Friday, November 27, 2009

More Wheel pics

The rear axle is in. Used a pump jack to align the springs and get the U-bolts aligned up.  Put the wheels on and put the car on the ground.  Checked and measured fender to ground to make sure the car sits level. Replacing the rear torque boxes required a lot of measuring to make sure the springs align properly and the car is level. All good.

I installed stainless steel brake lines and the distribution block is for cars with dual exhaust.  With the single exhaust set up, the rubber hose for the brake line would run too close to the exhaust pipes if you were to add dual exhaust later.   Thus, the rubber would get too hot and possibly burst.

Inside the rear wheel well.

Bought 15 inch steel styled rims.  I added disc brakes in the front and since the 14 inch rims didn't have enough clearance I had to go larger.  Better looking than the 14 inch rims with hub caps.

Wheels on the Stang go round and round...

Here I am moving the axle toward the rear to set in place.  I rebuilt the rear axle a while back and from a Mustang Monthly article and I was able to reproduce most of the factory assembly markings.  While the axle sat on jack-stands I routinely turned the hub to keep the gear oil  moving around so the seals don't harden up and from blowing a seal later down the road.

I got the exact replacement U-bolts and nuts for the install.

Axle installed

Detail of the rear drum brakes

Sunday, November 22, 2009

Junk in the trunk!

I removed the undercoating from the trunk. I used a putty knife, screw driver and a hammer and wire wheel on a drill to clean off the undercoating.  They used it to cover up the rust.  A lot and very often.  The whole under-carriage was covered in undercoating to hide the poor work done and the rust. 

Got down to the rust and repaired the sections.  The metal was paper thin and had holes.  I had to replace parts of the inner wheel-well due to rust and repaired small sections as needed.

Wire wheel brush on a drill cleans the whole area very well. 

I spent a very long time working in this area.  It will be covered with a mat, but I try to make sure everything was cleaned up like new metal.   You can't see it but I can!

Primer paint

This area above saw a lot of rust.  I rebuilt parts of this area using scrap metal and forming to fit.  Welding and cleaning it up.  Yes I know it's in the trunk an no one would see it.  I did, so I fixed it.

I will shoot another coat of paint when I paint the whole car.

The belly of the beast!

A lot of fun cleaning and fixing the under carriage. Having a rotisserie would have been wonderful! But laying on my back, welding, grinding and cleaning is so much more fun!

Saturday, November 21, 2009

More fun and surprises!

The front apron had seen better days and needed to be replaced. Cleaned out the engine bay, and repainted the whole area and replace the drum brakes with disc brakes.

Here is the driver side apron.  Had a big crack in it.  I asked the guy I bough it from, "what happened?"  He said, "I don't know".  My best guess from my examination is than someone hit a tree on the drivers side.  Then the tow truck hooked a hook and chain to the rear floor support in the trunk. Thus causing the rip in the support brace.  My calculations Dr. Watson.

Fitting the panel.  All panels are no the same from where you buy them.  Most don't fit right. Make sure you are happy with the fit and it looks right or replace it or fix the problem.

Cleaned it all up with a lot of work.  4 drills, and dozens of wire wheels.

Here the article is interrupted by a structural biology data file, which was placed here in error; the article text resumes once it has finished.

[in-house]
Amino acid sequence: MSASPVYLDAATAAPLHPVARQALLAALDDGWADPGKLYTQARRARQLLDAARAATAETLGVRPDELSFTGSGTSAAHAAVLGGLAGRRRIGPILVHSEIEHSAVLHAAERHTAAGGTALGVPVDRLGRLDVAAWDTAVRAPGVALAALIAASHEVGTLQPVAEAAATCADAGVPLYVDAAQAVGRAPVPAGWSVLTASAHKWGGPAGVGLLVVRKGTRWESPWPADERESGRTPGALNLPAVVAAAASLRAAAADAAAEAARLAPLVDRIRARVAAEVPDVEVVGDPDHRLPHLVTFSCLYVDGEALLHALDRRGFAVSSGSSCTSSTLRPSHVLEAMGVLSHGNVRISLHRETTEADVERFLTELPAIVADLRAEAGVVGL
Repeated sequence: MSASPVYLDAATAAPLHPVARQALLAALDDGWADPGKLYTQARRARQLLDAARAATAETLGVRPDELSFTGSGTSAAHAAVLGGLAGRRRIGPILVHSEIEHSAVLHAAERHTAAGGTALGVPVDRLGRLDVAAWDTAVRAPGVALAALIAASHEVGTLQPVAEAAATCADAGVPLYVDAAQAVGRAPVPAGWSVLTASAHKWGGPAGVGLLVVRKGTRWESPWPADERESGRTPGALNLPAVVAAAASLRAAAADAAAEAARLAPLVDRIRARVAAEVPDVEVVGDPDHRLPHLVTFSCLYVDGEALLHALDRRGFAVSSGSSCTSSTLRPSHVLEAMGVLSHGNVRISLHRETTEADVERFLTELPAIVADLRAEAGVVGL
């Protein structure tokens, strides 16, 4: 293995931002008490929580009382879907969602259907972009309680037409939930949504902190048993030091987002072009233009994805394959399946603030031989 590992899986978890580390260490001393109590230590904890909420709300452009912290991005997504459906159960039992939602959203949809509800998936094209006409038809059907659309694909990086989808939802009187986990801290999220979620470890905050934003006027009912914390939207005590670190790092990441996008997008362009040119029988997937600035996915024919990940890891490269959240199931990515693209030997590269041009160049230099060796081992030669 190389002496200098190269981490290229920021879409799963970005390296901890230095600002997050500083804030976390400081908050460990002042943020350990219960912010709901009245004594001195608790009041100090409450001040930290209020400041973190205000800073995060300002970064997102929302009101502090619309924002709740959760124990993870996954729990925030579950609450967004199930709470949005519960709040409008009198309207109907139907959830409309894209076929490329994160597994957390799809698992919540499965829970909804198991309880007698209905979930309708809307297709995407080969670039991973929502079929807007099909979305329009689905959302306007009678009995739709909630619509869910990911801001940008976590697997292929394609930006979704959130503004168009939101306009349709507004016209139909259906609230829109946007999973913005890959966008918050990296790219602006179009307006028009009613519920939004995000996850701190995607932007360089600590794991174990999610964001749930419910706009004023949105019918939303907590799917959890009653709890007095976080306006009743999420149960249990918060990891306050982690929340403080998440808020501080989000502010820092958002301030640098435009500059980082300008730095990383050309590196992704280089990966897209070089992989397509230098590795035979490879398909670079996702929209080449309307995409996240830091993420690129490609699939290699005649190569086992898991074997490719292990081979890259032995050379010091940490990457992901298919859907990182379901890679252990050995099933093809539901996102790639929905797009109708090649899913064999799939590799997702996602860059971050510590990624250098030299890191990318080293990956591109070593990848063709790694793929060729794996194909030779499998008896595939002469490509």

Putting in the disc brakes set up.

Sunday, November 15, 2009

Eat my Rust! :-)

Air hammers, saws-alls, angle grinders with cut-off wheels to remove all the rust.

I had to remove the floors and torque boxes to replace the inner rocker panel.

You can see the rusted inner rocker panel in this photo.

The inner rocker panel is removed and you can see the outer rocker panel. It is rust free.

Welding on a new floor support on the passenger side.

Saturday, November 14, 2009

Drivers side floor replacement

I cut out the old rusted parts and replaced the inner rocker panels, floors, torque boxes, back seat floors, one floor support, one truck support, two front aprons and who knows what else :-)

Cut the floors out one side at a time.

New rear torque box

Removed the old torque box and installed a new inner rocker panel

New torque box

New front torque box from inside the car

New under seat reinforcement pan

New rear seat floor

Drivers side is almost finished. I reused the seat riser because it was rust free.

So I bought the car...

I bought the 1966 Mustang and towed it back to my house. I began to go through the car and figured I could just do a few things and get her road ready. Well to my surprise, it became more work than I imagined. Someone had welded partial floor pans on top of the rusted ones. The inner rocker panels on both sides were rusted out. The engine had been running low on oil for who knows how long and someone jammed electrical tape into the PCV valve because it was clacking (that means the PCV valve needs replacing). So I just started taking it all apart in my garage and worked on everything. Labeling is very important. Bagging and boxing everything you can.

I look happy :-)

The floors. Amateur body shop. This was ugly work. New floor panels welded on top of the rusted ones. What were they thinking?  "Let's slap her together, Bondo the crap out of it, spray it with undercoating and sell it!"

Here you can see when I cut the floor pan out to find another floor pan.  I was being careful where I cut because I wanted to save the bolt hole for the seat belts.

The joy of removing old rusted floors.  You can see the rusted inner rocker.  The outer rocker was completely zero rust.  Weird.  Here I am removing part of the floor, under that is the seat reinforcement pan.

You can see one of the floor pans hanging on the wall.